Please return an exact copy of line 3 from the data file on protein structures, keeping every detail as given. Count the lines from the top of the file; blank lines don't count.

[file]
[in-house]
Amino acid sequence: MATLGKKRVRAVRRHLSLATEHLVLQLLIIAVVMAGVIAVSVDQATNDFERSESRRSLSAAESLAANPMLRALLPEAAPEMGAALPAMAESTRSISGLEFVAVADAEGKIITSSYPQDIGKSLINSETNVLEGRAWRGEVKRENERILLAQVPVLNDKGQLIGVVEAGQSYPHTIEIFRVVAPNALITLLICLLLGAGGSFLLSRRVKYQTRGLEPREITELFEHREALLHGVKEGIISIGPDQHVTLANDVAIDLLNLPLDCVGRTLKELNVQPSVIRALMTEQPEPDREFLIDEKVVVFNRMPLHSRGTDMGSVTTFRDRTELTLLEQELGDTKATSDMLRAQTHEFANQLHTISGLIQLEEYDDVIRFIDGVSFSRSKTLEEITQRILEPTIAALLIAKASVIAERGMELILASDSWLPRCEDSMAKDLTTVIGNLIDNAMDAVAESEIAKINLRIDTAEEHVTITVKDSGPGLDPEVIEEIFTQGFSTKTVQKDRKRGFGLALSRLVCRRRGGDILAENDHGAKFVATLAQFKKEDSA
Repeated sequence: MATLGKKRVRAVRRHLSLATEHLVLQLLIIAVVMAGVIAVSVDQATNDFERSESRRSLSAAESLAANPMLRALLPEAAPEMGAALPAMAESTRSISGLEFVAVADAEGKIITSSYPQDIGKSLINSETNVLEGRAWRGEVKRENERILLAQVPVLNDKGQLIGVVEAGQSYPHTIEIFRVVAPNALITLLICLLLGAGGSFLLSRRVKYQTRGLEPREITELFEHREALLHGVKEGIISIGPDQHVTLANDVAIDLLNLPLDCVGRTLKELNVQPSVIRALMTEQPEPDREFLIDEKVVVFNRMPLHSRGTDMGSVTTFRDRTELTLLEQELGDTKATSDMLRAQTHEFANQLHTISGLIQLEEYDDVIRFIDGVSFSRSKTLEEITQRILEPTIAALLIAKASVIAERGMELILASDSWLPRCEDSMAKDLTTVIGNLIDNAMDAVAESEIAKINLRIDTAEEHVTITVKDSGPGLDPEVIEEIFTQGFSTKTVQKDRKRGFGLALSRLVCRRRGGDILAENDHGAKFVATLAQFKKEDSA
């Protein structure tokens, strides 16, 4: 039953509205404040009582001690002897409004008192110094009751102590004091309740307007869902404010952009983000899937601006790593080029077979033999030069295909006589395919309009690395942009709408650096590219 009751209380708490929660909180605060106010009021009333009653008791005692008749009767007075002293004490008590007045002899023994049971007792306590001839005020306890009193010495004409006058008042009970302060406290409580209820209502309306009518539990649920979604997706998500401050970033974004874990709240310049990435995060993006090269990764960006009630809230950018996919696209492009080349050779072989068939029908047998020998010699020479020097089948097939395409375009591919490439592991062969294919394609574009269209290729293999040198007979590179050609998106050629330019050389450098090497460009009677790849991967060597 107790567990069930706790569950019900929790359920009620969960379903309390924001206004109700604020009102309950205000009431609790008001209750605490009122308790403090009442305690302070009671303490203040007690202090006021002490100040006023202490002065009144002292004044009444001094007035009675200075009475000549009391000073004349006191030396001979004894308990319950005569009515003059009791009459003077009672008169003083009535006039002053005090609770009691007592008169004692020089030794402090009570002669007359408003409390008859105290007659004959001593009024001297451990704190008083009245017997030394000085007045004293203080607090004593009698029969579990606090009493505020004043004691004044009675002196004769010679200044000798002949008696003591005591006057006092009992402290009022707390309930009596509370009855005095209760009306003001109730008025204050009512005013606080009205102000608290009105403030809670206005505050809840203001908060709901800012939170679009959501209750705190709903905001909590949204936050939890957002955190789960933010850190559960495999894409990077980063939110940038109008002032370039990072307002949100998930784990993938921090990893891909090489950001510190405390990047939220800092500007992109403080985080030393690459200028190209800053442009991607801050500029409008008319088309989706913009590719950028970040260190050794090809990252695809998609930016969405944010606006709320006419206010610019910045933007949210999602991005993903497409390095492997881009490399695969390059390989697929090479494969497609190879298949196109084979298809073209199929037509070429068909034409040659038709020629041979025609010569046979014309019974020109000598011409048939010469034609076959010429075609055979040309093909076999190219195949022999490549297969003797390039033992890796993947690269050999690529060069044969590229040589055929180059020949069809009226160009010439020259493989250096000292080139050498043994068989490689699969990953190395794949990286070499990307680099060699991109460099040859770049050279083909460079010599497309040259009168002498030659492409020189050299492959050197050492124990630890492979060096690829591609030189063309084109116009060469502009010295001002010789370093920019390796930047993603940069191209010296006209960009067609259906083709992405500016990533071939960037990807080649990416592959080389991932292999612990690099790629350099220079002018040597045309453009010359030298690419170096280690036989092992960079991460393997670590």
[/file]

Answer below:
Repeated sequence: MATLGKKRVRAVRRHLSLATEHLVLQLLIIAVVMAGVIAVSVDQATNDFERSESRRSLSAAESLAANPMLRALLPEAAPEMGAALPAMAESTRSISGLEFVAVADAEGKIITSSYPQDIGKSLINSETNVLEGRAWRGEVKRENERILLAQVPVLNDKGQLIGVVEAGQSYPHTIEIFRVVAPNALITLLICLLLGAGGSFLLSRRVKYQTRGLEPREITELFEHREALLHGVKEGIISIGPDQHVTLANDVAIDLLNLPLDCVGRTLKELNVQPSVIRALMTEQPEPDREFLIDEKVVVFNRMPLHSRGTDMGSVTTFRDRTELTLLEQELGDTKATSDMLRAQTHEFANQLHTISGLIQLEEYDDVIRFIDGVSFSRSKTLEEITQRILEPTIAALLIAKASVIAERGMELILASDSWLPRCEDSMAKDLTTVIGNLIDNAMDAVAESEIAKINLRIDTAEEHVTITVKDSGPGLDPEVIEEIFTQGFSTKTVQKDRKRGFGLALSRLVCRRRGGDILAENDHGAKFVATLAQFKKEDSA